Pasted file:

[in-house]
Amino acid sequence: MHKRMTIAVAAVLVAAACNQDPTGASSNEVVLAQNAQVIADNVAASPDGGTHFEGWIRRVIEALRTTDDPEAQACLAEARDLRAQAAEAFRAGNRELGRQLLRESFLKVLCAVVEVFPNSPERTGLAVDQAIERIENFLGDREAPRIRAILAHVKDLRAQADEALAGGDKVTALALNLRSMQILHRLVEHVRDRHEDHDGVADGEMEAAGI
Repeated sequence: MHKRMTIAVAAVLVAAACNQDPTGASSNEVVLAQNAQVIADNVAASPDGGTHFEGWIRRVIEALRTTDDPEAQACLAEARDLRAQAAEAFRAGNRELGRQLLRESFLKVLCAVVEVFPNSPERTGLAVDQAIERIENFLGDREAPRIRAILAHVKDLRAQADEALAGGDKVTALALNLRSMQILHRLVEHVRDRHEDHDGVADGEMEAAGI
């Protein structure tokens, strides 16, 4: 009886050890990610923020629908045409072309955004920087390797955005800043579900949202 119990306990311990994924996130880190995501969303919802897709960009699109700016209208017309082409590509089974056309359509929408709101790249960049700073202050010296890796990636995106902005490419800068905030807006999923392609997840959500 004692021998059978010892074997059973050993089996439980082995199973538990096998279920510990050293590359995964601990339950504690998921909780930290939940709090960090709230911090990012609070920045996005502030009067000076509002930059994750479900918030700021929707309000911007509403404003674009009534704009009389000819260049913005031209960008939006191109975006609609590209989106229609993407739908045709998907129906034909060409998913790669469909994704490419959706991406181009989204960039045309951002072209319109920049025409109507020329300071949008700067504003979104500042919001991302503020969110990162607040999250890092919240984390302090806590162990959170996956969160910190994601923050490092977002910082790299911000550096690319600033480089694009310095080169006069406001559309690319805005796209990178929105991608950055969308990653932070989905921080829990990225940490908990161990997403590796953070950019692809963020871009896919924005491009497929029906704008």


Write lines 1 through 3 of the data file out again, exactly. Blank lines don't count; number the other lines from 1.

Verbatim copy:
[in-house]
Amino acid sequence: MHKRMTIAVAAVLVAAACNQDPTGASSNEVVLAQNAQVIADNVAASPDGGTHFEGWIRRVIEALRTTDDPEAQACLAEARDLRAQAAEAFRAGNRELGRQLLRESFLKVLCAVVEVFPNSPERTGLAVDQAIERIENFLGDREAPRIRAILAHVKDLRAQADEALAGGDKVTALALNLRSMQILHRLVEHVRDRHEDHDGVADGEMEAAGI
Repeated sequence: MHKRMTIAVAAVLVAAACNQDPTGASSNEVVLAQNAQVIADNVAASPDGGTHFEGWIRRVIEALRTTDDPEAQACLAEARDLRAQAAEAFRAGNRELGRQLLRESFLKVLCAVVEVFPNSPERTGLAVDQAIERIENFLGDREAPRIRAILAHVKDLRAQADEALAGGDKVTALALNLRSMQILHRLVEHVRDRHEDHDGVADGEMEAAGI